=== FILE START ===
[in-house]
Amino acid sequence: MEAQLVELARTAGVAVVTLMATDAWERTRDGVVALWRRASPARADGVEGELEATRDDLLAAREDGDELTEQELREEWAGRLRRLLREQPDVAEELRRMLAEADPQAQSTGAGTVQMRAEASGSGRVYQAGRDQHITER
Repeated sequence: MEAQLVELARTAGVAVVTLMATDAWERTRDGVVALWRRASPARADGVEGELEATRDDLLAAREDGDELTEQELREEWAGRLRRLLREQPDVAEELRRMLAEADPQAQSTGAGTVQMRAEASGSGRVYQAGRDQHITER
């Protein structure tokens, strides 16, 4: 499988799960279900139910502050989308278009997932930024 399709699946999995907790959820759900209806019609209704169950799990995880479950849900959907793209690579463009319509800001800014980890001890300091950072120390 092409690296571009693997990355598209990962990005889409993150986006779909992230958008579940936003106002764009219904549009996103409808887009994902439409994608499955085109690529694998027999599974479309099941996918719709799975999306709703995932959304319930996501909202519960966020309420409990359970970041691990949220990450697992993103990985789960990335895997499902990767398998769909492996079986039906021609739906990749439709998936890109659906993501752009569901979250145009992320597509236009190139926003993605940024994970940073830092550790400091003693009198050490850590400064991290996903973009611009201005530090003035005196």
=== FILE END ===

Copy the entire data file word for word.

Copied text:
[in-house]
Amino acid sequence: MEAQLVELARTAGVAVVTLMATDAWERTRDGVVALWRRASPARADGVEGELEATRDDLLAAREDGDELTEQELREEWAGRLRRLLREQPDVAEELRRMLAEADPQAQSTGAGTVQMRAEASGSGRVYQAGRDQHITER
Repeated sequence: MEAQLVELARTAGVAVVTLMATDAWERTRDGVVALWRRASPARADGVEGELEATRDDLLAAREDGDELTEQELREEWAGRLRRLLREQPDVAEELRRMLAEADPQAQSTGAGTVQMRAEASGSGRVYQAGRDQHITER
């Protein structure tokens, strides 16, 4: 499988799960279900139910502050989308278009997932930024 399709699946999995907790959820759900209806019609209704169950799990995880479950849900959907793209690579463009319509800001800014980890001890300091950072120390 092409690296571009693997990355598209990962990005889409993150986006779909992230958008579940936003106002764009219904549009996103409808887009994902439409994608499955085109690529694998027999599974479309099941996918719709799975999306709703995932959304319930996501909202519960966020309420409990359970970041691990949220990450697992993103990985789960990335895997499902990767398998769909492996079986039906021609739906990749439709998936890109659906993501752009569901979250145009992320597509236009190139926003993605940024994970940073830092550790400091003693009198050490850590400064991290996903973009611009201005530090003035005196």